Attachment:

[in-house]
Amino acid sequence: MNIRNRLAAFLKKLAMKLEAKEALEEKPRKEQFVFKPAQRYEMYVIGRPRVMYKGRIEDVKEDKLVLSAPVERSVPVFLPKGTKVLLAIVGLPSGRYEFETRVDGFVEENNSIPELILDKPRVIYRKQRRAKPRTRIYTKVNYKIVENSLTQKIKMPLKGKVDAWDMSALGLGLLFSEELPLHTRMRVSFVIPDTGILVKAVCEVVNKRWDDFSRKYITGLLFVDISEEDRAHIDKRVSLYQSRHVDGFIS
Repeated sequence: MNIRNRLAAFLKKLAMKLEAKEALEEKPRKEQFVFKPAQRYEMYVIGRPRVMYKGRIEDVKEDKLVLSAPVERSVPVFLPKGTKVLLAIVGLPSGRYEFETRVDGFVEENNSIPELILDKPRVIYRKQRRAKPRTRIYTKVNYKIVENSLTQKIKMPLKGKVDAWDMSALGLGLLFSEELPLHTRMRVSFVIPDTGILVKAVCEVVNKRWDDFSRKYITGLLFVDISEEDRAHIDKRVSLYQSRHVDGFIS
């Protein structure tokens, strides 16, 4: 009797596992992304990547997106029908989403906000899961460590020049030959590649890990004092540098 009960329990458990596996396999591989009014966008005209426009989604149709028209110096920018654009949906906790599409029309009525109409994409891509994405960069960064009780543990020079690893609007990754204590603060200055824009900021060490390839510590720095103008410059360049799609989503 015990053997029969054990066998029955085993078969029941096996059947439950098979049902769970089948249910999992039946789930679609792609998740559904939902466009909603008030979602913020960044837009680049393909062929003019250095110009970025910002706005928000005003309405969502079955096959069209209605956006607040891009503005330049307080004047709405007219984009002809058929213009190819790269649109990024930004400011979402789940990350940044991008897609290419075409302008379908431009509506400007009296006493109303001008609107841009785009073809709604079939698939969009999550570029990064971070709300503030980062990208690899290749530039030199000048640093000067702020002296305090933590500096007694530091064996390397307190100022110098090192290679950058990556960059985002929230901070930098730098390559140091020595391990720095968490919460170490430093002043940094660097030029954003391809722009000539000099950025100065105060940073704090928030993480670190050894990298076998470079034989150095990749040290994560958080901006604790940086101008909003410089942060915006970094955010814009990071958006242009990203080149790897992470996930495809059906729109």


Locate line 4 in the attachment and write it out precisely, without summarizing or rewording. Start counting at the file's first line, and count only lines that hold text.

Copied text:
């Protein structure tokens, strides 16, 4: 009797596992992304990547997106029908989403906000899961460590020049030959590649890990004092540098 009960329990458990596996396999591989009014966008005209426009989604149709028209110096920018654009949906906790599409029309009525109409994409891509994405960069960064009780543990020079690893609007990754204590603060200055824009900021060490390839510590720095103008410059360049799609989503 015990053997029969054990066998029955085993078969029941096996059947439950098979049902769970089948249910999992039946789930679609792609998740559904939902466009909603008030979602913020960044837009680049393909062929003019250095110009970025910002706005928000005003309405969502079955096959069209209605956006607040891009503005330049307080004047709405007219984009002809058929213009190819790269649109990024930004400011979402789940990350940044991008897609290419075409302008379908431009509506400007009296006493109303001008609107841009785009073809709604079939698939969009999550570029990064971070709300503030980062990208690899290749530039030199000048640093000067702020002296305090933590500096007694530091064996390397307190100022110098090192290679950058990556960059985002929230901070930098730098390559140091020595391990720095968490919460170490430093002043940094660097030029954003391809722009000539000099950025100065105060940073704090928030993480670190050894990298076998470079034989150095990749040290994560958080901006604790940086101008909003410089942060915006970094955010814009990071958006242009990203080149790897992470996930495809059906729109």